If Somaliland’s democratic transition is to last, there must be strict regulation of the behaviour of political parties and the National Election Commission must be re-evaluated.
By Saeed Shukri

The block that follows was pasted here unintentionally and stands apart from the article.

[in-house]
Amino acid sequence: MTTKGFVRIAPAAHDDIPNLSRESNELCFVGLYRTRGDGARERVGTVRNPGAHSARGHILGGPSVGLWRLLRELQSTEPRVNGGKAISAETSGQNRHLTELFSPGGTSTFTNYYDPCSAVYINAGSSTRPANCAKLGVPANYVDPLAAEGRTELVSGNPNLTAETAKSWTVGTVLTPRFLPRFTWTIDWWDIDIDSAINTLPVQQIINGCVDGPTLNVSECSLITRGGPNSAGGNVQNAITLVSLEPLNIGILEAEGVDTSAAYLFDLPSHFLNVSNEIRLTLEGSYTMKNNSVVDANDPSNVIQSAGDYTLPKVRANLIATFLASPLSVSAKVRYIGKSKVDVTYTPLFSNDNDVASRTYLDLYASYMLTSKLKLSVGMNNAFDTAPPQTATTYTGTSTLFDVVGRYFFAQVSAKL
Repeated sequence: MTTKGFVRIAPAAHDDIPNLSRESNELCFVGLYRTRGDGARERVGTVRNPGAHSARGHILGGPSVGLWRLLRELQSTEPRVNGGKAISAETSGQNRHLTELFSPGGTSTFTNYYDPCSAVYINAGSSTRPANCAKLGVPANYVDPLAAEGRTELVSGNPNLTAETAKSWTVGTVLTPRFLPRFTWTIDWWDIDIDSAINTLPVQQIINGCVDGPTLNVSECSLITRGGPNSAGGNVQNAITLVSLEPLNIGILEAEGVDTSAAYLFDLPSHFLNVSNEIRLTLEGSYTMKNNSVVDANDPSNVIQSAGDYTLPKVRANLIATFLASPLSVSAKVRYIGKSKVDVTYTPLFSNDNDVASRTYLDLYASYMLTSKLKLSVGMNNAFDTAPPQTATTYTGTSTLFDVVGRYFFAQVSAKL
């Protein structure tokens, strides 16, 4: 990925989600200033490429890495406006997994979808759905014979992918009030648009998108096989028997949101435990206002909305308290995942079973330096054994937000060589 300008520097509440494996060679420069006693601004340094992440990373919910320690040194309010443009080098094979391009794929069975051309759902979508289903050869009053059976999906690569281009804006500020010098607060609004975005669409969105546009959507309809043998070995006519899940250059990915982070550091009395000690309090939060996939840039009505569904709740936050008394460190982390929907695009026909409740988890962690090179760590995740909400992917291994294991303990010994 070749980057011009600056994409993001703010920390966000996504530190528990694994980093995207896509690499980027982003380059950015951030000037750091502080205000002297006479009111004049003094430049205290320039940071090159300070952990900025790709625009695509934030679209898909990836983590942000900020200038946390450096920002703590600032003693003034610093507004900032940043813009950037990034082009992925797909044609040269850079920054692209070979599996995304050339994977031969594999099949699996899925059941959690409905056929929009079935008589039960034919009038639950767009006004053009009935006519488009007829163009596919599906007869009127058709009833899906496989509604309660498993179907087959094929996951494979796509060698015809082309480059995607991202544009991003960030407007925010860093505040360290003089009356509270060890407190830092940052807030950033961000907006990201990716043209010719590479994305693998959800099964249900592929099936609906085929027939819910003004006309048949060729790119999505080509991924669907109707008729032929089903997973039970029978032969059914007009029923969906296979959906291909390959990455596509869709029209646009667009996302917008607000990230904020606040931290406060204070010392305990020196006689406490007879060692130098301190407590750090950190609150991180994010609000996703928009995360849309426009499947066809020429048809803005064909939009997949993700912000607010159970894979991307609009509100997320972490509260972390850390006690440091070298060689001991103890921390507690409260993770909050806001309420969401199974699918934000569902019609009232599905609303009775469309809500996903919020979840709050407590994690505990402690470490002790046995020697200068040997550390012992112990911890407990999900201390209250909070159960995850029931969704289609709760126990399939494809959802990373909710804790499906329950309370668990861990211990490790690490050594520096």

Somaliland reinstated its independence in 1991 following the collapse of the military regime that had ruled Somalia for two decades. The Somali National Movement which took over the northern regions facilitated a broad-based conference in Burco attended by traditional leaders of all six regions of Somaliland who unanimously agreed to the dissolution of the union with Somalia and proclaimed independence on 18 May 1991. The conference also established Somaliland’s first government, based on the SNM’s organisational structure, with its Chairman, Abdirahman Ahmed Ali, becoming Somaliland’s first executive president and the SNM Central Committee functioning as the country’s first parliament. It had a two-year mandate, and was tasked with accommodating non-Isaaq clans into the government, developing a constitution and preparing Somaliland for elections. The new country continued to suffer violence and weak institutions, with elders stepping in to prevent degeneration into protracted civil war. In 1992, the first of two major clan conferences, held in Sheekh, created the national Guurti, or council of elders, bringing together elders from all the clans responsible for controlling clan militia and preventing conflict, as well as defending the country. The 1993 Borama Conference The second major clan conference assembled in Borama, a city in the West of Somaliland, for nearly five months in 1993. It eventually produced a National Charter which established government structures and the separation of powers for a transitional two-year period, pending the adoption of a new constitution.